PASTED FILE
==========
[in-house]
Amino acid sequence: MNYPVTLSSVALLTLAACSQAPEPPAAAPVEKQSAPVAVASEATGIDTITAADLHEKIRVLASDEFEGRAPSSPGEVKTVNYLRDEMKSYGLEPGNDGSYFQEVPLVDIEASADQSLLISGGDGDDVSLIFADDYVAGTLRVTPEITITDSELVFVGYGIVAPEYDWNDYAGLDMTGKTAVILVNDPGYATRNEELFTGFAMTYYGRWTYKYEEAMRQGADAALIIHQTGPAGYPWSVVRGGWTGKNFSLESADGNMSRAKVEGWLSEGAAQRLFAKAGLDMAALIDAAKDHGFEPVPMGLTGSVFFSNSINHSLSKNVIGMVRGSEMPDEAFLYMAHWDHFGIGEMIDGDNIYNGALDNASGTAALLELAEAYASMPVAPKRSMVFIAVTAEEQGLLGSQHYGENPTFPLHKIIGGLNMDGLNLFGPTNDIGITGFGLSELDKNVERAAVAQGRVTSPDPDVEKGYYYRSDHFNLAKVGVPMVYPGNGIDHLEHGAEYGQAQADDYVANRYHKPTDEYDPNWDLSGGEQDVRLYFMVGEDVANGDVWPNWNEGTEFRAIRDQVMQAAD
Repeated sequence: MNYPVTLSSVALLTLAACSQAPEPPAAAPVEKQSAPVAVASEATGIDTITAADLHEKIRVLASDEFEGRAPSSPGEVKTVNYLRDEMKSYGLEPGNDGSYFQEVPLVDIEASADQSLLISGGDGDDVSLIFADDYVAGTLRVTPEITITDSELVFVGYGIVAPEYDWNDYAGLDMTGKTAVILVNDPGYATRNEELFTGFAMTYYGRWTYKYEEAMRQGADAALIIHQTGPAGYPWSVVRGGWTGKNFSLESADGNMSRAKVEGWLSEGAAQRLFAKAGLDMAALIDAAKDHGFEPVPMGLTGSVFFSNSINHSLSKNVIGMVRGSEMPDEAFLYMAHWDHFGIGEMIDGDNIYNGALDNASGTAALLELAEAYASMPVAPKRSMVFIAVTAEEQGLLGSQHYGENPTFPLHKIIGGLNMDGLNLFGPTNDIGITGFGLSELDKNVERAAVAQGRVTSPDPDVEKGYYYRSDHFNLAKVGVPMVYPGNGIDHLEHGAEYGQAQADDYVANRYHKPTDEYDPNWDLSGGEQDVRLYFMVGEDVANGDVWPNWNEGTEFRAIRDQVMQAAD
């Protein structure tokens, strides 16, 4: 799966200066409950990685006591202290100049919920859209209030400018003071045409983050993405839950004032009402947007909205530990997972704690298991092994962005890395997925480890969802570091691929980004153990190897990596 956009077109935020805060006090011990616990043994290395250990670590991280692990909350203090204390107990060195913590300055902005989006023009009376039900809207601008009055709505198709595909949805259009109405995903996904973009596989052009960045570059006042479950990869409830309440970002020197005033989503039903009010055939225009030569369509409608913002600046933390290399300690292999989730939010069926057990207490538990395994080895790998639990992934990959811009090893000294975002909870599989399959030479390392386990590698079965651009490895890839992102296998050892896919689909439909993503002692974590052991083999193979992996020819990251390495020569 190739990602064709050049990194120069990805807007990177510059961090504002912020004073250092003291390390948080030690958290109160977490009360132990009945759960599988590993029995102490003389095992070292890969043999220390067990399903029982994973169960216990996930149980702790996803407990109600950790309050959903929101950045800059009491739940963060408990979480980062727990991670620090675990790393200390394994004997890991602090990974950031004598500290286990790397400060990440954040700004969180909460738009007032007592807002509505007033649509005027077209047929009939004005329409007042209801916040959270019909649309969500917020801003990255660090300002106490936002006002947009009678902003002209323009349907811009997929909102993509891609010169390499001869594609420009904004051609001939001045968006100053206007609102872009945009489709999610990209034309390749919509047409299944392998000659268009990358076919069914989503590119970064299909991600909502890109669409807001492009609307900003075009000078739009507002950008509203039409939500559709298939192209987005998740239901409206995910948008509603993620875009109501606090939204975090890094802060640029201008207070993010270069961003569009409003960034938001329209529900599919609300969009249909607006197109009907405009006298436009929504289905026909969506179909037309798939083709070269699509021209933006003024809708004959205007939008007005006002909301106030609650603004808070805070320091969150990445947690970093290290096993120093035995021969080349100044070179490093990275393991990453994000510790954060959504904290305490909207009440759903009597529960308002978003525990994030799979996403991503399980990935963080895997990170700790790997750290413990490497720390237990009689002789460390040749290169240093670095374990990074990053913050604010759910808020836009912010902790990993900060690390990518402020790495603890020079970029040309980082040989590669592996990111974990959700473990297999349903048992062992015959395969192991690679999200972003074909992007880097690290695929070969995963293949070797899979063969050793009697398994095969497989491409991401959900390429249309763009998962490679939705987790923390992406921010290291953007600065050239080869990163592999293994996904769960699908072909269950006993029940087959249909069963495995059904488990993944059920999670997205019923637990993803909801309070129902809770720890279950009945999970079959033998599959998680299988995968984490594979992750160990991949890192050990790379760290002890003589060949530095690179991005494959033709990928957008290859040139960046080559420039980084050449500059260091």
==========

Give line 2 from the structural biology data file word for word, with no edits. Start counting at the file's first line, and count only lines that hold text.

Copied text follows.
Amino acid sequence: MNYPVTLSSVALLTLAACSQAPEPPAAAPVEKQSAPVAVASEATGIDTITAADLHEKIRVLASDEFEGRAPSSPGEVKTVNYLRDEMKSYGLEPGNDGSYFQEVPLVDIEASADQSLLISGGDGDDVSLIFADDYVAGTLRVTPEITITDSELVFVGYGIVAPEYDWNDYAGLDMTGKTAVILVNDPGYATRNEELFTGFAMTYYGRWTYKYEEAMRQGADAALIIHQTGPAGYPWSVVRGGWTGKNFSLESADGNMSRAKVEGWLSEGAAQRLFAKAGLDMAALIDAAKDHGFEPVPMGLTGSVFFSNSINHSLSKNVIGMVRGSEMPDEAFLYMAHWDHFGIGEMIDGDNIYNGALDNASGTAALLELAEAYASMPVAPKRSMVFIAVTAEEQGLLGSQHYGENPTFPLHKIIGGLNMDGLNLFGPTNDIGITGFGLSELDKNVERAAVAQGRVTSPDPDVEKGYYYRSDHFNLAKVGVPMVYPGNGIDHLEHGAEYGQAQADDYVANRYHKPTDEYDPNWDLSGGEQDVRLYFMVGEDVANGDVWPNWNEGTEFRAIRDQVMQAAD